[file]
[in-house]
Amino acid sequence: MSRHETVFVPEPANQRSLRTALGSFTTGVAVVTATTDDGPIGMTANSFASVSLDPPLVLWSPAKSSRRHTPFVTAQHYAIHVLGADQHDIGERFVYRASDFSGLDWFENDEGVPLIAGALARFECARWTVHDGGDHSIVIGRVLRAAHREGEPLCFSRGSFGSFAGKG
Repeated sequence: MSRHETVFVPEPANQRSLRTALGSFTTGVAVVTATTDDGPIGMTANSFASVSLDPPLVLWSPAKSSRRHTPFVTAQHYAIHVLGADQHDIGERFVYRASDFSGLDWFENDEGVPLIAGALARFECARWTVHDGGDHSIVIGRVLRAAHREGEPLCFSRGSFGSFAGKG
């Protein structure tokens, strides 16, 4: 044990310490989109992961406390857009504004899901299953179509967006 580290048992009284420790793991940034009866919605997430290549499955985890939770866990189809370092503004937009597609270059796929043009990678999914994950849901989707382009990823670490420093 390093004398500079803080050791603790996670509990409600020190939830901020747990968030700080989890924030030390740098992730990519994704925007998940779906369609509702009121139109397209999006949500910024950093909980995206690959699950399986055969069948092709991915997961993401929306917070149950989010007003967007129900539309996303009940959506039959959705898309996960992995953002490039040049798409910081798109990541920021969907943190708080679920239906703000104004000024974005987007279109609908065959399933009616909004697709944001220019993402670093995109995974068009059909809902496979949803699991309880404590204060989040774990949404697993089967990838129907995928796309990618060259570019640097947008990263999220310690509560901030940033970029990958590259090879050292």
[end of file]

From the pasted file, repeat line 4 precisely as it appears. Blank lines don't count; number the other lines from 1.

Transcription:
């Protein structure tokens, strides 16, 4: 044990310490989109992961406390857009504004899901299953179509967006 580290048992009284420790793991940034009866919605997430290549499955985890939770866990189809370092503004937009597609270059796929043009990678999914994950849901989707382009990823670490420093 390093004398500079803080050791603790996670509990409600020190939830901020747990968030700080989890924030030390740098992730990519994704925007998940779906369609509702009121139109397209999006949500910024950093909980995206690959699950399986055969069948092709991915997961993401929306917070149950989010007003967007129900539309996303009940959506039959959705898309996960992995953002490039040049798409910081798109990541920021969907943190708080679920239906703000104004000024974005987007279109609908065959399933009616909004697709944001220019993402670093995109995974068009059909809902496979949803699991309880404590204060989040774990949404697993089967990838129907995928796309990618060259570019640097947008990263999220310690509560901030940033970029990958590259090879050292």